With any of these deal structuring techniques, the seller cannot be expected to guarantee the revenue in perpetuity and if the transaction price is based upon retaining one or more key customers, the seller may require more active involvement in maintaining the client relationship during the term of the agreement. Obviously, this brings an additional complexity to the transaction.
In most cases, buyers will look to discount the amount they are willing to pay for a business (with high customer concentration) unless they receive assurances that the risk is low. While the obvious strategy to reduce customer concentration risk is to diversify and increase the business customer base, there are a number of situations where customer concentration either does not pose a significant risk or could be mitigated.
Having a contract in place will not eliminate all of the risk of losing a key customer, but it will provide the buyer with security that the revenue and profits will continue after a change in ownership takes place. When customer contracts are involved, the ability to assign or transfer will be important to understand. In many cases, a stock sale vs. asset sale is elected to preserve these contracts.
Barriers to Entry or Exit:
Businesses could have intellectual property, product expertise, or patents that create competitive advantages barring competition. Others are located in geographically remote areas where the supply benefits discourage customers from changing the relationship. Lastly, there could be significant capital requirements for manufacturing and tooling or agency approvals (pharmaceutical or government contracting industry) that creates a barrier to entry from potential competitors.
Providing a Variety of Products and/or Services:
Having a broad relationship with a key customer where the relationship is not based solely on one product, one location, and one individual decreases the risk that a singular change will fundamentally impact the future revenue stream and continuity of the account.
Economies of Scale or Synergies:
The acquisition may be pursued by a strategic buyer where they are bringing new products/services to the enterprise, a broader geographic distribution footprint, or economies of scale in production. Any of these elements would assist in reducing the concentration of revenue risk that an identified key client would represent to the future organization.
Businesses which have high levels of customer concentration are inherently risky and it is important for the owner to appreciate this concern from the perspective of a potential acquirer. Ultimately, the buyer seeks only to retain the customers which have contributed to the success of the business and are factored in the valuation and transaction price. From the position of a buyer a few logical questions and concerns would be:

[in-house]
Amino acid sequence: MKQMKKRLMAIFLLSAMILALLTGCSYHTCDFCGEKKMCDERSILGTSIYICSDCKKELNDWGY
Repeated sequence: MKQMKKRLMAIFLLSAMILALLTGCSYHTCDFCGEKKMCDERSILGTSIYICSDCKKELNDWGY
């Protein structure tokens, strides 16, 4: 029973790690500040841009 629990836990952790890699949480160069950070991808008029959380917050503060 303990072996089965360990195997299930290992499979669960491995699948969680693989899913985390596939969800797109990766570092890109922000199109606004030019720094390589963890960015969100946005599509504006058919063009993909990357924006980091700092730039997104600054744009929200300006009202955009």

- How does the value of the company change if a customer representing 10% or more of revenue and/or profits is lost in the first year?
- How easy would it be for the client representing the customer concentration concern to leave the business?
- What unique situations exist within the business to preserve the customer relationship in the years ahead?
- What are the logical steps and corresponding costs to mitigate the customer concentration risk?
- How do I achieve a win-win transaction? Protecting me, the buyer, against the risk of a near term revenue loss while providing the seller with the proper remuneration for the fair market value of their business?
While the risk may not be able to be totally eliminated, there are a number of situations where customer concentration is more palatable and a proper explanation should be provided to the buyer at the earliest opportunity. Getting out in front of this potential challenge is critical to achieve a win-win deal. When good communication exists, and two fair and reasonable parties are at the table, there are a number of structuring options available, when necessary, to mitigate the risk and negotiate a fair and reasonable transaction price. Obviously, the best approach for a prospective business seller would be to develop and implement plans to reduce any customer concentration elements years in advance of a business exit. Eliminating this type of risk is just sound advice for any small business owner regardless of whether a sale is contemplated.